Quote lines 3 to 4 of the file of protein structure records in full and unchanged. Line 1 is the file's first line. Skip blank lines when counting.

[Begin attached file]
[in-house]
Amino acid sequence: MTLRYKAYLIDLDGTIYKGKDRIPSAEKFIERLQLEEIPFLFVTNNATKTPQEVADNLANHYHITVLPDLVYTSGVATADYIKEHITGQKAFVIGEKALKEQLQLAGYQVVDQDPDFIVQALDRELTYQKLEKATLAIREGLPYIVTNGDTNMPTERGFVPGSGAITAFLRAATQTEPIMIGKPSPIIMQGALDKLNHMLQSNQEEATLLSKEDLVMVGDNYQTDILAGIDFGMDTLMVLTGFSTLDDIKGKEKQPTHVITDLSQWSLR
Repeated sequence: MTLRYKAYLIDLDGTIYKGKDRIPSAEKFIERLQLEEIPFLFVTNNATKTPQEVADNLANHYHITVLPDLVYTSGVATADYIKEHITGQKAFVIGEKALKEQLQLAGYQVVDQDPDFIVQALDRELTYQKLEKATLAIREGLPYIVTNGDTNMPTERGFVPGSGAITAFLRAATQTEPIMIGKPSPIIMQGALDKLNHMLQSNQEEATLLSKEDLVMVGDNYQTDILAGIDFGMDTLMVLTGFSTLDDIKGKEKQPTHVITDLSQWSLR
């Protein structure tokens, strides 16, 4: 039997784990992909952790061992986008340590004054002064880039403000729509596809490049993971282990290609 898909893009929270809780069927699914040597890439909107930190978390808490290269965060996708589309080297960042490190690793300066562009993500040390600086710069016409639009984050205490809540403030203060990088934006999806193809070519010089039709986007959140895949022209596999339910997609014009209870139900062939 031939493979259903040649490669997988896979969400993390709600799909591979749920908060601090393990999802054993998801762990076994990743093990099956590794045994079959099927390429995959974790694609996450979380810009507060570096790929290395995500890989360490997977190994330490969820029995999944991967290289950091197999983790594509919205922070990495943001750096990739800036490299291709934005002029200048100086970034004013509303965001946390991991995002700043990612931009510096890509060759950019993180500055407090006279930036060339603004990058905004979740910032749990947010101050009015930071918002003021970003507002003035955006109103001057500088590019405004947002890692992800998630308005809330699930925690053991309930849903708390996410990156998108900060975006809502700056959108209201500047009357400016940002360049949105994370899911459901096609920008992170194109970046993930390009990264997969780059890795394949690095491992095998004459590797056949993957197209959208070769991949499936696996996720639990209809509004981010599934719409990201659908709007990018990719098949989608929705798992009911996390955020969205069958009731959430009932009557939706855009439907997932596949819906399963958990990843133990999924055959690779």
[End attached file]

Repeated sequence: MTLRYKAYLIDLDGTIYKGKDRIPSAEKFIERLQLEEIPFLFVTNNATKTPQEVADNLANHYHITVLPDLVYTSGVATADYIKEHITGQKAFVIGEKALKEQLQLAGYQVVDQDPDFIVQALDRELTYQKLEKATLAIREGLPYIVTNGDTNMPTERGFVPGSGAITAFLRAATQTEPIMIGKPSPIIMQGALDKLNHMLQSNQEEATLLSKEDLVMVGDNYQTDILAGIDFGMDTLMVLTGFSTLDDIKGKEKQPTHVITDLSQWSLR
């Protein structure tokens, strides 16, 4: 039997784990992909952790061992986008340590004054002064880039403000729509596809490049993971282990290609 898909893009929270809780069927699914040597890439909107930190978390808490290269965060996708589309080297960042490190690793300066562009993500040390600086710069016409639009984050205490809540403030203060990088934006999806193809070519010089039709986007959140895949022209596999339910997609014009209870139900062939 031939493979259903040649490669997988896979969400993390709600799909591979749920908060601090393990999802054993998801762990076994990743093990099956590794045994079959099927390429995959974790694609996450979380810009507060570096790929290395995500890989360490997977190994330490969820029995999944991967290289950091197999983790594509919205922070990495943001750096990739800036490299291709934005002029200048100086970034004013509303965001946390991991995002700043990612931009510096890509060759950019993180500055407090006279930036060339603004990058905004979740910032749990947010101050009015930071918002003021970003507002003035955006109103001057500088590019405004947002890692992800998630308005809330699930925690053991309930849903708390996410990156998108900060975006809502700056959108209201500047009357400016940002360049949105994370899911459901096609920008992170194109970046993930390009990264997969780059890795394949690095491992095998004459590797056949993957197209959208070769991949499936696996996720639990209809509004981010599934719409990201659908709007990018990719098949989608929705798992009911996390955020969205069958009731959430009932009557939706855009439907997932596949819906399963958990990843133990999924055959690779």